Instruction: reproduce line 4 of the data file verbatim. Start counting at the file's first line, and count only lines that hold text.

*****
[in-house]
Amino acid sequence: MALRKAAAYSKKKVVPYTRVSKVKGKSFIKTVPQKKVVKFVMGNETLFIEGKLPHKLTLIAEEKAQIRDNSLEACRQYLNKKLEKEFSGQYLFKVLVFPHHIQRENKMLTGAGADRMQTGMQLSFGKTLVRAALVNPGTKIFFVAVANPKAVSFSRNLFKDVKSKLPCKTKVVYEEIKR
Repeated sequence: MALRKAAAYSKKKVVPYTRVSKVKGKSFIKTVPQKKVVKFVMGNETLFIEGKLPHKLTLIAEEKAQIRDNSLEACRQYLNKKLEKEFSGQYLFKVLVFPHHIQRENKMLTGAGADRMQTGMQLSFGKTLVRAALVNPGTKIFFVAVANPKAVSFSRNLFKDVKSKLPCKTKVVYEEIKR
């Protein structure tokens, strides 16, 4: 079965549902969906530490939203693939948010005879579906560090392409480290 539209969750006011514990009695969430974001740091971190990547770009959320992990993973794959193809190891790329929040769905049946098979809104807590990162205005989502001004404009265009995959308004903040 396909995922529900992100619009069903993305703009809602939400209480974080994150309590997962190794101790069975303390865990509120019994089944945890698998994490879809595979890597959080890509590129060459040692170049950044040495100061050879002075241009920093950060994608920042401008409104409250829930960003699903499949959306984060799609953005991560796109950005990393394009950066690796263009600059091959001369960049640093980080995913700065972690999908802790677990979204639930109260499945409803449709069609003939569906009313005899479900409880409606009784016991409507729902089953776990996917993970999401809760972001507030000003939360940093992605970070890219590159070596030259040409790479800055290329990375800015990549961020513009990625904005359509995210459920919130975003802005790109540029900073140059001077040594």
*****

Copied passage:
């Protein structure tokens, strides 16, 4: 079965549902969906530490939203693939948010005879579906560090392409480290 539209969750006011514990009695969430974001740091971190990547770009959320992990993973794959193809190891790329929040769905049946098979809104807590990162205005989502001004404009265009995959308004903040 396909995922529900992100619009069903993305703009809602939400209480974080994150309590997962190794101790069975303390865990509120019994089944945890698998994490879809595979890597959080890509590129060459040692170049950044040495100061050879002075241009920093950060994608920042401008409104409250829930960003699903499949959306984060799609953005991560796109950005990393394009950066690796263009600059091959001369960049640093980080995913700065972690999908802790677990979204639930109260499945409803449709069609003939569906009313005899479900409880409606009784016991409507729902089953776990996917993970999401809760972001507030000003939360940093992605970070890219590159070596030259040409790479800055290329990375800015990549961020513009990625904005359509995210459920919130975003802005790109540029900073140059001077040594």